For my birthday I got a wood lathe and some turning chisels so I could do some pen turning.  Problem was I had to sharpen the chisels.  I already had a cheap grinder on a stand, so I tried to sharpen them freehand with very inconsistent (usually bad) results.

There are a few jigs that you can attach to your grinder that produce consistent and perfectly sharpened chisels.  Most are made in the US at a reasonable price but the frieght costs to Australia are huge.  The few jigs sold in Australia are over $100 and range towards the $200 mark.

The design I came up with is very similar to the Oneway Wolverine jig.  Many turners have made wooden versions of this jig but I decided to make a steel version.  It cost me around $50 to make.

Step 1: Design

Getting as much information on commercial sharpening jigs as I could I started the design.  It was a very simple design.

Some 30mm square tubing would be attached to the board/stand the router was mounted on.  A 25mm square tube would slide trough the 30 mm tube.  A threaded knob would then lock the 25mm tube in place.  Since I wanted to change the end pieces of the jig a similar system was devised.  Initially the locking knob was to be on the side but I wasn't sure and so the final product had 3 different positions for the knob.

I was worried about too much movement of the 25mm tube inside the 30mm tube.  Ringing a steel supplier I found out that the 30mm tube comes with a wall thickness of 2mm that leaves a 26mm internal size.  Only 1/2 mm gap all around, that's a resonably close fit.  Also since the sqaure tubes have a weld on one wall and may not be perfectly square you can get a fairly tight fit.

The whole design uses only 30mm square tube, 30mm angle, and 25mm square tube.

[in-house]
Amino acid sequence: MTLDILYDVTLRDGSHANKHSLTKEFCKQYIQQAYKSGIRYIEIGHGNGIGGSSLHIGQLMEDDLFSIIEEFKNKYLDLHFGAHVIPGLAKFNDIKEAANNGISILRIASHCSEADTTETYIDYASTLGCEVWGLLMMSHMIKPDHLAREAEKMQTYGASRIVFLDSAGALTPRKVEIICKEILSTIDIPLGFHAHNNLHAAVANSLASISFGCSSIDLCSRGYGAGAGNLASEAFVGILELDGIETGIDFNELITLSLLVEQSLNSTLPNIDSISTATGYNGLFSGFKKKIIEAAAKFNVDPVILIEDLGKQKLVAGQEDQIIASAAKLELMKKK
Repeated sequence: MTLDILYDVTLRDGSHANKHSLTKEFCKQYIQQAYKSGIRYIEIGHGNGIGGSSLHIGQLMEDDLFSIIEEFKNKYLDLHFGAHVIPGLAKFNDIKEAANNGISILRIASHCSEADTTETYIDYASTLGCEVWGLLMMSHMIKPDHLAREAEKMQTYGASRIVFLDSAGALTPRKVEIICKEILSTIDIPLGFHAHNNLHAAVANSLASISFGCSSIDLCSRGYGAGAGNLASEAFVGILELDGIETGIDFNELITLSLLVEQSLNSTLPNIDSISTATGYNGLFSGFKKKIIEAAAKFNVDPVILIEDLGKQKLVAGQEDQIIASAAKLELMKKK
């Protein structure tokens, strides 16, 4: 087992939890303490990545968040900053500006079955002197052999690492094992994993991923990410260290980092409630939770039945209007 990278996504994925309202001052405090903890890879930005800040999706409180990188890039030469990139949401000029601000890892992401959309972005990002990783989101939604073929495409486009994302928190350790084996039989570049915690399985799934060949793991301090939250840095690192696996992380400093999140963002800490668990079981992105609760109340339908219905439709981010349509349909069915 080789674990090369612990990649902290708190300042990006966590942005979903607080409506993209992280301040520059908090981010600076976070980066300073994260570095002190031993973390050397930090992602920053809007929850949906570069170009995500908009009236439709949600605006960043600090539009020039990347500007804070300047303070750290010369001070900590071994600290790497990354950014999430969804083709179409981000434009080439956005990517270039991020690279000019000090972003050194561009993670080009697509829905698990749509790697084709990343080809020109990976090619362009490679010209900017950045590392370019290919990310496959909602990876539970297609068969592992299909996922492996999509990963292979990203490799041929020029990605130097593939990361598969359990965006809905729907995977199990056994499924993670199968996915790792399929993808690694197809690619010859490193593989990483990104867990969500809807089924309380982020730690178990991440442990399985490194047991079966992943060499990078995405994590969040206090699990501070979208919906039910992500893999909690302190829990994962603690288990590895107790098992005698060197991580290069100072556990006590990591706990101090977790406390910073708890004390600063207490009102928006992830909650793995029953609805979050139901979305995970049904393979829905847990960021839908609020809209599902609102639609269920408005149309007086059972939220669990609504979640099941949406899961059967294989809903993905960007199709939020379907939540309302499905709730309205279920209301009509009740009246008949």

<p>Nice jig ,well thought out I'm new to wood turning but have always ground my own drills and chisels buy eye.will have ago at this would possibly but a adjustable support to ajust the angle of chisel one flat and one curved,for round chisels</p>
Nicely done. You might find Captain Eddie interesting,http://www.youtube.com/watch?v=5i9RDnJHz9g
Very very impressive.... I just finished my lathe sharpening center with the wolverine system. before I did that though I was using a shop made wood version that gave inconsitant results especially with a six inch wheel.. <br> <br>You have done a FINE job on this Great job! <br>
Interesting, thanks for sharing.
It is nice isn't it?I just picked up <a href="http://i.imgur.com/ieMSq.jpg" rel="nofollow">another grinder</a> this weekend. It needs some work. I am loosening it all up with my PB Blaster.
Those old motors are stronger than present. <br> <br>You remind me that I have to replace my WD40, thanks.
I'm sure if you spend all kinds of money you can still get nice motors today. The good old ones can be a lot cheaper. $5 for that one. I just took the arbors off of it today and wire wheeled the rust off of them. Now I have to take the rest of it apart, clean it, and paint it. I run a dude workshop where everything has to be nice, dude!<br><br>I bet you could brew up a better penetrating oil than WD-40. Then write an Instructable about it!
Very good initiative that of restore and beautify the old engine. <br> <br>No, for me WD40 is the summum! Surely developers had earn a lot of money, they deserve it. One of the great ideas of WD40 was to give it a pleasant smell.
I have the grinder painted now so I figured I'd give you an updated picture of it:<br> <br> <a href="http://i.imgur.com/nj6Lj.jpg" rel="nofollow">http://i.imgur.com/nj6Lj.jpg</a><br> <br> I still have to wire it back up.
Nice motor!
I need to make something like the tool rests in this article for it. I also need to figure out where I am going to set it up. I am getting a little crowded here.
I have the motor all apart and am cleaning it up now to paint.<br><br>One thing PB Blaster isn't is good smelling. It used to be worse though.
Do you have any ideas on how to sharpen skew chisels? I could use an oil stone freehand but currently I'm not skilled enough for that.
great instructable, ingenious idea!
Perfect ! &acirc;€&brvbar; <br>Thanks for sharing !&acirc;€&brvbar;

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